Researchers at the Institute for Clinical Evaluative Sciences (ICES) and St. Michael’s Hospital project the total cost of test strips for older Ontarians will exceed $500 million dollars between 2009 and 2013. According to the researchers, blood glucose test strips were the third largest cost for the Ontario Public Drug Programs in 2007/08, accounting for $100 million or 3.3 per cent of drug expenditures.
“Routine use of blood glucose test strips may not actually improve outcomes and quality of life among most adults with type 2 diabetes treated by oral hypoglycemic agents,” says Tara Gomes, principal investigator and ICES epidemiologist.
The study examined utilization patterns and associated costs of blood glucose test strips by Ontarians aged 65 and older with diabetes between 1997 and 2008 and found:
- More than 117 million test strips were dispensed in Ontario in 2008.
- An increase of nearly 250 per cent in blood glucose test strips used.
- More than 50 per cent of older patients with diabetes received a prescription for blood glucose test strips in 2008 at a total cost of $85.5 million.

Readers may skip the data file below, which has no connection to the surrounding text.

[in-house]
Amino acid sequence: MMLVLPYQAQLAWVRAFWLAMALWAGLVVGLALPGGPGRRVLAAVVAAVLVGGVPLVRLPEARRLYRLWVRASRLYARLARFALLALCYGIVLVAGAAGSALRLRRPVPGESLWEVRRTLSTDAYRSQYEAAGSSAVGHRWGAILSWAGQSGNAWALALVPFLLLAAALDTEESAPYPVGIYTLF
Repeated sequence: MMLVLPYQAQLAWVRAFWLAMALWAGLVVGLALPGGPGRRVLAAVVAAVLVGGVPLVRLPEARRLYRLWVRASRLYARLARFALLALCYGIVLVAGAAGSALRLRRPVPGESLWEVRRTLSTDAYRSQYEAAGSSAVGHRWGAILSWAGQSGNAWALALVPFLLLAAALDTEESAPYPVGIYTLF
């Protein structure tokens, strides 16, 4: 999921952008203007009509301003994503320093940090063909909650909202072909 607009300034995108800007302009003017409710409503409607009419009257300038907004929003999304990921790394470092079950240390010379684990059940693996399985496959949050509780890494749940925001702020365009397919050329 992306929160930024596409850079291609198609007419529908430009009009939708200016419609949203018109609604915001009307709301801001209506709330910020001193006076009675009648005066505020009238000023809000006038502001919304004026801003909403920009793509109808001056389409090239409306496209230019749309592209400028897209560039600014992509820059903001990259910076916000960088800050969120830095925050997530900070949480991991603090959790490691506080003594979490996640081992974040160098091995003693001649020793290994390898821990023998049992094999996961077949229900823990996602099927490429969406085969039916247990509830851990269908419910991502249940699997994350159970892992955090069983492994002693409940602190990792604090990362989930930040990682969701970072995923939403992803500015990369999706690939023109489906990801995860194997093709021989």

- Almost half of the individuals prescribed test strips were at relatively low risk for drug-induced hypoglycemia and may not benefit from routine monitoring, yet accounted for nearly one-third of costs associated with blood glucose test strips in this population.
- This study estimated the total cost of test strips for older Ontarians is projected to exceed half a billion dollars between 2009 and 2013.
- Potential policy scenarios demonstrated that it was possible to make test strip use more efficient, with the potential to reduce utilization by between 9.5 and 74.5 million blood glucose test strips in 2008. This could reduce overall costs by at least $26 million, and as much as $302 million over a 5-year study period.
- Even modest changes in self-monitoring of blood glucose among selected patients with type 2 diabetes could lead to substantial reductions in test strip utilization and costs, allowing the redirection of resources to more effective interventions for patients with diabetes.
“In light of the overall costs and questionable benefits of blood glucose self-monitoring in many patients, more focused policy decisions regarding test strips have been proposed in several jurisdictions,” says Muhammad Mamdani, a co-author and director of the Applied Health Research Centre at St. Michael’s Hospital.
The study “Blood glucose test strips: from evidence to policy” is in the December 21, 2009 issue of CMAJ, and the ICES Investigative Report “Blood Glucose Test Strip Use: Patterns, Costs and Potential Cost Reduction Associated with Reduced Testing” is available online at www.ices.on.ca on the same date.
FOR FURTHER INFORMATION, PLEASE CONTACT:
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